Genetic Engineering and cloning have attracted as much attention of Hollywood directors as that of the scientists working on it. Though artificial life remained a distant dream for all of us, we have seen our imagination riding on the wings of creativity as we saw it materializing in many Hollywood movies. Skill, contemporary gloss and twists to these popular themes have produced some mind boggling science fiction thrillers. None of us can forget Indiana Jones and the Last Crusade (1989), Multiplicity (1996), Robot (2004), Mighty Aphrodite (1995) and a host of other movies that were inspired by this phenomenon.
But now we can see this fiction turning into reality with scientists having succeeded in creating artificial life in a test tube, in a development which can be termed as the biggest invention of the era and which promises to revolutionize biotechnology. For the first time man made DNA has booted up a cell. Earlier forms of genetic engineering have involved modifying the genome of an existing organism; but researchers at J. Craig Venter Institute have produced an organism whose genome was instead pieced together from chemical building blocks. It means that it is the first synthetic cell that has been made under the stewardship of genome pioneer Craig Venter, who led the research. This is the first self-replicating species that we have had on the planet whose parent is a computer.
Dr J. Craig Venter a genome pioneer in 2001 made headlines for sequencing the human genome. In 2005, Venter founded Synthetic Genomics, a private company with a provocative: to engineer new life forms. In 2008, researchers at J. Craig Venter Institute found out that by stitching together the chemical compounds of a bacterium they were able to make a genome of the bacterium. They were sure that they could boot up a cell which could help them in making biological robots which could be used in making chemicals useful for humans like making high-yielding bio-fuels, and chemicals which could remove toxins from the environment. The researchers, who have spent 15 years and $ 40 million so far, then had to figure out how to transfer this into another bacterium.
It further took a lot of time for the scientists to come up with a method by which they could create a synthetic version of a cell in form of a circular chromosome which is made of a DNA molecule with sequence of more than 1 million ‘base-pairs’ which if stitched together can form shorter fragments useful for creating artificial life on Earth. Finally they used a genome of a microbe called Mycoplasma mycoides. They transferred the synthetic chromosome formed into the genome of this microbe with its inner side removed. At first, nothing happened as there was a single error in the more than 1 million ‘base-pairs’ in the genetic sequence due to which their success was thwarted for many weeks.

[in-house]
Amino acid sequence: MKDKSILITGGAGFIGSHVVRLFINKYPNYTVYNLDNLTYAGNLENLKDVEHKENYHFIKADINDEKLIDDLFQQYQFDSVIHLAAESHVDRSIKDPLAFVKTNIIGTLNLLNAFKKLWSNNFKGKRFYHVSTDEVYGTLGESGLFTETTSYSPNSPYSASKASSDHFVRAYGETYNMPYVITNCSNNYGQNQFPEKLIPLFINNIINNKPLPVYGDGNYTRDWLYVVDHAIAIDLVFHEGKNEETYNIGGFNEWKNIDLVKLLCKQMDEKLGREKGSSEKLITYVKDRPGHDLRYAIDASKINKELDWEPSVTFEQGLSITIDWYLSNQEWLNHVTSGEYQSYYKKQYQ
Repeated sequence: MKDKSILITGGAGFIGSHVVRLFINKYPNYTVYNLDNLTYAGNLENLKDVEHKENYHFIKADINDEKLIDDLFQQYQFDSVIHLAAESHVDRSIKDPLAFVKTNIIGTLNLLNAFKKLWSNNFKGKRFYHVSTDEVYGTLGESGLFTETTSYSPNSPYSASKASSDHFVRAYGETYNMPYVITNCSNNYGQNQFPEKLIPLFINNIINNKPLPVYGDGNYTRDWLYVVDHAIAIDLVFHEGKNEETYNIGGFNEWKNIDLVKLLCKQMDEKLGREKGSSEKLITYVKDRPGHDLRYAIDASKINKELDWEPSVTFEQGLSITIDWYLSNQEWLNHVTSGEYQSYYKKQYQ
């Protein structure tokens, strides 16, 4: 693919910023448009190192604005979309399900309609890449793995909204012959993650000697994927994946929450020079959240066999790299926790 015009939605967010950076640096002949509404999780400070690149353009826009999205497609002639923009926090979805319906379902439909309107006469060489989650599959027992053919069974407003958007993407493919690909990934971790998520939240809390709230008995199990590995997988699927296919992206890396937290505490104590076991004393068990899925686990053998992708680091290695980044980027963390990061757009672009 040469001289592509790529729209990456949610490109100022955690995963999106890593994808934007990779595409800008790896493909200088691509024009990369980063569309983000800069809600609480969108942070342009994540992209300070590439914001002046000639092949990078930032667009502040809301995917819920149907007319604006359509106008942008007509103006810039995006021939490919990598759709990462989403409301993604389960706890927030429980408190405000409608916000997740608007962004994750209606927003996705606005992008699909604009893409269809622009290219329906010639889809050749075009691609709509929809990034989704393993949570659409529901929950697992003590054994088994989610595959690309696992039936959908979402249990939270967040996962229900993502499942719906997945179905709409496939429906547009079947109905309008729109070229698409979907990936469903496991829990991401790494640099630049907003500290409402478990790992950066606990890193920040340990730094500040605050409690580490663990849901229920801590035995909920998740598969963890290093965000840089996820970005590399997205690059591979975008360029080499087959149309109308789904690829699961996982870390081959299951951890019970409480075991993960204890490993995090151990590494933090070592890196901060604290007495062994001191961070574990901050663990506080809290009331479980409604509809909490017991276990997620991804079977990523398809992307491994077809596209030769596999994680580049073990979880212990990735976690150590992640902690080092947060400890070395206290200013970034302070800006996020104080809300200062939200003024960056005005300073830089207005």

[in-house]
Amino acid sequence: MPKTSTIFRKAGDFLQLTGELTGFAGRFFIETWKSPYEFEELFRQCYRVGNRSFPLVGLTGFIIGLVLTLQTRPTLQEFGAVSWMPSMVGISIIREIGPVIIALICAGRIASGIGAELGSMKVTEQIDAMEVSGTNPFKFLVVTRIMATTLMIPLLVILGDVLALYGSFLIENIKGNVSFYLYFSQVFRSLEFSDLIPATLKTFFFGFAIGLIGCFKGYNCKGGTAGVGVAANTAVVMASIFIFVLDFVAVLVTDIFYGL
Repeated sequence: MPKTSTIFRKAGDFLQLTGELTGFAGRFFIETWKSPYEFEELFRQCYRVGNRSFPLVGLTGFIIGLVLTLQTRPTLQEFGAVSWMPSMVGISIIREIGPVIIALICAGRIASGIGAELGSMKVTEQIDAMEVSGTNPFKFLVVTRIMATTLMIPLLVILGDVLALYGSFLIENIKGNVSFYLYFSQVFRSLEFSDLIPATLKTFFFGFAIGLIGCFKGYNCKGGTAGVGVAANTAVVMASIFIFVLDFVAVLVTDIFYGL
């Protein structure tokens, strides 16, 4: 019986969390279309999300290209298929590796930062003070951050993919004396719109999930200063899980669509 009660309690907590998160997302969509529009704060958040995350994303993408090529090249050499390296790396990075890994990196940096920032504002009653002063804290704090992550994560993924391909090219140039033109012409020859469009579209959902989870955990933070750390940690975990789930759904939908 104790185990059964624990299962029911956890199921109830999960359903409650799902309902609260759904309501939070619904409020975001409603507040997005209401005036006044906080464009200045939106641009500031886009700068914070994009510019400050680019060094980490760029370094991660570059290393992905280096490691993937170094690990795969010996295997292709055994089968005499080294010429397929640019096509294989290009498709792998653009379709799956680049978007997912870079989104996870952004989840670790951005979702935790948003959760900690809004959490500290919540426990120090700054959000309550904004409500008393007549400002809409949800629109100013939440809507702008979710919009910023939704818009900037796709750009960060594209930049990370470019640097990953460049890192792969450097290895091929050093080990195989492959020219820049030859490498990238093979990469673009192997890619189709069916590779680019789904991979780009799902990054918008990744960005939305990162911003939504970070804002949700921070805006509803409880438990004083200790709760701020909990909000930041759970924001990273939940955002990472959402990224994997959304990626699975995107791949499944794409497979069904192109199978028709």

Then on a Friday in March 2010, scientists inserted over 1 million base pairs of synthetic DNA into Mycoplasma capricolum cells before leaving for the weekend. When they returned on Monday their cells had bloomed into colonies. This revealed that life is basically the result of an information system which is so dynamic that it changes from second to second.
Thus came into being one of the revolutionizing and maddening discoveries of the era giving man for the first time the chance to play God. Why is the discovery a revolution is because of the fact that the prospects it offers are huge. It means we can now engineer large networks of genes into bacteria which can be used to:
* Make high yielding bio-fuels
* Make useful chemicals which can be used to break the toxins in the environment
thereby being environment friendly
* Create a cell that could suck up carbon dioxide from the atmosphere
* We can also make agents to cure cancer as these agents can be used to detect and
destroy the cancerous cells
* Make proteins for treating diseases
Venter’s company Synthetic Genomics but Exxon has already signed a contract with the institute for $600 million dollars for research into biofuel from algae.
But as is said everything comes with a price. That price that we may have to pay here is the maddening effect of this invention. Already the invention has opened a Pandora’s Box of ethical questions, including concerns that researchers are playing god, tampering with the very essence of life.
Some of the ethical concerns, risks and threats identified are:
* Man is all set to play God as now he has the power to tamper with creating life on Earth
* Biological warfare and terrorism can get a further boost as with the advent of this technology harmful chemicals can be made which can cause mass-level destruction and can even bring life on Earth to an end
* One mistake in a lab could lead to millions being wiped out by a plague, in scenes reminiscent of the Will Smith film I Am Legend
* Challenges the common sense distinction between living things and machines
The speculations made at the moment may seem to be momentary but once we have gone far with this invention it won’t take many potential years for man to misuse this powerful invention to fulfill his petty needs and desires. So, it is the need of the hour to pose stringent rules and policies on carrying further work in this domain and to make possible the use of this ground braking invention for good reasons. We need to educate ourselves and articulate a response to the many ethical dilemmas that present themselves.
So let us try making this invention in every way a revolutionizing one rather than a maddening one.